Don’t turn on police, says NSW Police Commissioner Karen Webb

In the interview, Weber described the Cooma incident as isolated, unique and not representative of the way police “behave on a daily basis.”

“I hope the community remembers all the good things the police do every day and doesn’t see this as an opportunity to attack the police,” she said.


She understands the public has questions about why Nolan, who was carrying a steak knife and using a walking frame, used a stun gun, but “if we don’t follow the procedure, then there could be a miscalculation here”.

Webb supports the use of Tasers, despite concerns that they contribute to the “lazy cop” syndrome, where officers resort to them too easily. “I believe the use of guns has decreased because Tasers are available, so potentially lives are saved,” she said.

Asked whether the investigation had taken longer because the alleged perpetrator was a police officer, Weber replied: “We’re doing this investigation like any other we’re doing in this case. Same.”

The LECC released a report this week raising concerns about police mental health training, saying it was “currently extremely limited”. Webb said she was also concerned about police being called to a private medical facility for a problem its staff couldn’t resolve.

“It’s their core business, it’s not the core business of the police, but we were called there,” Weber said. “People with dementia do require special care, attention and understanding.”

The commissioner’s own mother has advanced dementia.

Patrick Sadie, former commissioner of the LECC, responded Thursday criticizing a woman whose brother died After being tasered a dozen times, when he expressed doubts, “would anyone well-informed think it was appropriate for the police to conduct a self-investigation”.

Sadie left the body after complaining to a higher commissioner.

“There are too many failures in such a system,” Sadie said. “The effectiveness of the current system can be seen in issues such as the number of police officers who are actually charged with unlawful use of force.”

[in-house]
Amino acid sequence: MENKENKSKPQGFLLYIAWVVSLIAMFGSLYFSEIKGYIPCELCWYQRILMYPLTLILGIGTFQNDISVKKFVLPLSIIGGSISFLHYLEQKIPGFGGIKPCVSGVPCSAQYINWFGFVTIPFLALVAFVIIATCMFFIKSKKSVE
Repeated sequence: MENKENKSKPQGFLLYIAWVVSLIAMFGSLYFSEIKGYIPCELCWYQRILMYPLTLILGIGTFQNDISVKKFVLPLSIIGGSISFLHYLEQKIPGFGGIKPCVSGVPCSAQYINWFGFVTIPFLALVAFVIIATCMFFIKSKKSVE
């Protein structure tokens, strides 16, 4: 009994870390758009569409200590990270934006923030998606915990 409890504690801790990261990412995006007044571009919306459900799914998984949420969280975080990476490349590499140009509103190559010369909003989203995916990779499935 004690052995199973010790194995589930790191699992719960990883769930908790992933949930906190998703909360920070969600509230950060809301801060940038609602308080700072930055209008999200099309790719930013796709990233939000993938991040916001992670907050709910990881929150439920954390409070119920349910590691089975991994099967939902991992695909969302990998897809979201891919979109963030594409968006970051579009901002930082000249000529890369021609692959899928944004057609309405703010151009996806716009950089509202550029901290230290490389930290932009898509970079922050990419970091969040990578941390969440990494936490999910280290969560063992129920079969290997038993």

NSW Police Officer Ryan Barlow has been found guilty of assault after knocking an Aboriginal teenager unconscious with a leg sweep.

NSW Police Officer Ryan Barlow has been found guilty of assault after knocking an Aboriginal teenager unconscious with a leg sweep.Credit: Kate Glady

On Wednesday, the LECC issued a rare statement in response to suggestions it should take over the Cooma investigation, saying it could only launch its own investigation if asked to do so by the police commissioner, which did not happen.

Weber said police were wary of conflicts of interest when they investigated the police and disagreed that the LECC was restricted.

Asked if she would investigate further with the LECC, Weber said no.

“The LECC does have quite a lot of power,” she said. “They already have a lot of power, and they use it a lot. There’s been pretty strong and severe oversight.”

Major incident investigations have involved police from further afield, Weber said. Homicide detectives were involved in this case, but officers from Kumar and Queanbeyan were not.

“We’re very acutely aware of being as objective as possible in this organization,” she said.

Redfern Legal Center will attend Thursday’s LECC hearing involving the 14-year-old Aboriginal boy. Senior barrister Samantha Lee said the illegal use of police force was of great public concern.

“NSW Police must be subject to greater scrutiny and oversight on this issue,” she said. “With so much power in the police force, oversight, transparency and accountability are critical, not only for the benefit of the community, but also for the police.”

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